The Bactericidal Tandem Drug, AB569: How to Eradicate Antibiotic-Resistant Biofilm <em>Pseudomonas aeruginosa</em> in Multiple Disease Settings Including Cystic Fibrosis, Burns/Wounds and Urinary Tract Infections

Front Microbiol. 2021 Jun 17;12:639362. doi: 10.3389/fmicb.2021.639362. eCollection 2021.


The life-threatening pandemic concerning multi-drug resistant (MDR) bacteria is an evolving problem involving increased hospitalizations, billions of dollars in medical costs and a remarkably high number of deaths. Bacterial pathogens have demonstrated the capacity for spontaneous or acquired antibiotic resistance and there is virtually no pool of organisms that have not evolved such potentially clinically catastrophic properties. Although many diseases are linked to such organisms, three include cystic fibrosis (CF), burn/blast wounds and urinary tract infections (UTIs), respectively. Thus, there is a critical need to develop novel, effective antimicrobials for the prevention and treatment of such problematic infections. One of the most formidable, naturally MDR bacterial pathogens is Pseudomonas aeruginosa (PA) that is particularly susceptible to nitric oxide (NO), a component of our innate immune response. This susceptibility sets the translational stage for the use of NO-based therapeutics during the aforementioned human infections. First, we discuss how such NO therapeutics may be able to target problematic infections in each of the aforementioned infectious scenarios. Second, we describe a recent discovery based on years of foundational information, a novel drug known as AB569. AB569 is capable of forming a "time release" of NO from S-nitrosothiols (RSNO). AB569, a bactericidal tandem consisting of acidified NaNO2 (A-NO2 -) and Na2-EDTA, is capable of killing all pathogens that are associated with the aforementioned disorders. Third, we described each disease state in brief, the known or predicted effects of AB569 on the viability of PA, its potential toxicity and highly remote possibility for resistance to develop. Finally, we conclude that AB569 can be a viable alternative or addition to conventional antibiotic regimens to treat such highly problematic MDR bacterial infections for civilian and military populations, as well as the economical burden that such organisms pose.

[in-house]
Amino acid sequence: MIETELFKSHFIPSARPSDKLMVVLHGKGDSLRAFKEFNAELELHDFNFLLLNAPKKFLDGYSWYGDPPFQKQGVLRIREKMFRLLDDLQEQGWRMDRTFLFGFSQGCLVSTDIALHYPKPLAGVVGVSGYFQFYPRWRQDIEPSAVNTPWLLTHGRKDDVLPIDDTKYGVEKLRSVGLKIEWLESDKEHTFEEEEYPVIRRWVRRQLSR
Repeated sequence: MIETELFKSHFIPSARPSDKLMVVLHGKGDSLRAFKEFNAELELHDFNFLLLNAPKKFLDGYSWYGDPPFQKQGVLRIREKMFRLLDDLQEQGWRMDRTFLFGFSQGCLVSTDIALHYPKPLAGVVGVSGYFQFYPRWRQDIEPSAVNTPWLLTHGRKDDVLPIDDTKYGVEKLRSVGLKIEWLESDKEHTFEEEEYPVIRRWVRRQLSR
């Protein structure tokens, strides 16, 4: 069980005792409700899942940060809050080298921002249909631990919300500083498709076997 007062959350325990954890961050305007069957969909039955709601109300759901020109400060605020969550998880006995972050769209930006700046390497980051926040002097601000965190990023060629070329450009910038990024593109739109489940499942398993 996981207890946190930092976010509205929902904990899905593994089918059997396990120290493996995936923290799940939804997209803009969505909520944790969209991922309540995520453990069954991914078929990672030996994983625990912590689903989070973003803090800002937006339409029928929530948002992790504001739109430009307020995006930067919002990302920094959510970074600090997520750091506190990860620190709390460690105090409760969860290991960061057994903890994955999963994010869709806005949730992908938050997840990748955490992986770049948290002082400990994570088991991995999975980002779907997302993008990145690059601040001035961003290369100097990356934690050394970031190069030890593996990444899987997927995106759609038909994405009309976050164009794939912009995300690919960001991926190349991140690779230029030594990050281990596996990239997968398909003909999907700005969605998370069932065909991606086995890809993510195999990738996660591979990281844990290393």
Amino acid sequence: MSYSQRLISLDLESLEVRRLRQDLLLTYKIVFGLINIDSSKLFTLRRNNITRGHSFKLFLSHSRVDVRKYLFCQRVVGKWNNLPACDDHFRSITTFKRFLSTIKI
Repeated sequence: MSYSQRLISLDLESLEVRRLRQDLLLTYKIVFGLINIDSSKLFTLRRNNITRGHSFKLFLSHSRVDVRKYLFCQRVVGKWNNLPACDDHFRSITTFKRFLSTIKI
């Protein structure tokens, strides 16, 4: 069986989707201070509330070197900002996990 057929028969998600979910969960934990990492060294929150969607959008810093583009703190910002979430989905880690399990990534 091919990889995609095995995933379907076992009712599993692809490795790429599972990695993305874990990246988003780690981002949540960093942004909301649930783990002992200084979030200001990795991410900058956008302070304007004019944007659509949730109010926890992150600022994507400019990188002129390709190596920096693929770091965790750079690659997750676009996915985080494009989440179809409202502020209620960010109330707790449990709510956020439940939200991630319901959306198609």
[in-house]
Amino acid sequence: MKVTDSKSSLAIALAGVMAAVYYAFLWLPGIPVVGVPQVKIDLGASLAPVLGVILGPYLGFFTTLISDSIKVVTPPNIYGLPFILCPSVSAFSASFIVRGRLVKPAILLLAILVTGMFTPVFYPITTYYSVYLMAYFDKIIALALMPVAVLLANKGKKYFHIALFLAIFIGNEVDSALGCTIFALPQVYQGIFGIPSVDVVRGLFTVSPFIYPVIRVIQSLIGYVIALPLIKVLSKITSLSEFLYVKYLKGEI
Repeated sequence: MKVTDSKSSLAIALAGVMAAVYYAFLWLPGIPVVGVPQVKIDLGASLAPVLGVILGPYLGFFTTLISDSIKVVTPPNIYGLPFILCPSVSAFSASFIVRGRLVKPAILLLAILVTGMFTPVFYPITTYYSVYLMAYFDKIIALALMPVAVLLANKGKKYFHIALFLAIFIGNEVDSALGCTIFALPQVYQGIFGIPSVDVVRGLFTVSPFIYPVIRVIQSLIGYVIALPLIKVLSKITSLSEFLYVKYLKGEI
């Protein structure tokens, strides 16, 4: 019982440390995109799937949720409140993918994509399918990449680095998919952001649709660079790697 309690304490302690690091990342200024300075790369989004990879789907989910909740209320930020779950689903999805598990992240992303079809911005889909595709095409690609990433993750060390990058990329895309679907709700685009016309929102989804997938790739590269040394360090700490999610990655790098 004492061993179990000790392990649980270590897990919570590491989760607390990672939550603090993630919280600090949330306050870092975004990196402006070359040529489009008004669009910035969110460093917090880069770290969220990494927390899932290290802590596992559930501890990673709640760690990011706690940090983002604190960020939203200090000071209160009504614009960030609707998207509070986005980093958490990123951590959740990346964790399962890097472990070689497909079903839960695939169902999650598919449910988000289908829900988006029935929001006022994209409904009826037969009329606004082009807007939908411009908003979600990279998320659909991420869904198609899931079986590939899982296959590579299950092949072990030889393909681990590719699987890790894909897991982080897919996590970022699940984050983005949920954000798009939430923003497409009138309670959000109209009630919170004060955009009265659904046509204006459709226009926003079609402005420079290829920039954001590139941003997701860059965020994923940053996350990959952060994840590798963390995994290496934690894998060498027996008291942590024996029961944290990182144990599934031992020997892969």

PMID:34220733 | PMC:PMC8245851 | DOI:10.3389/fmicb.2021.639362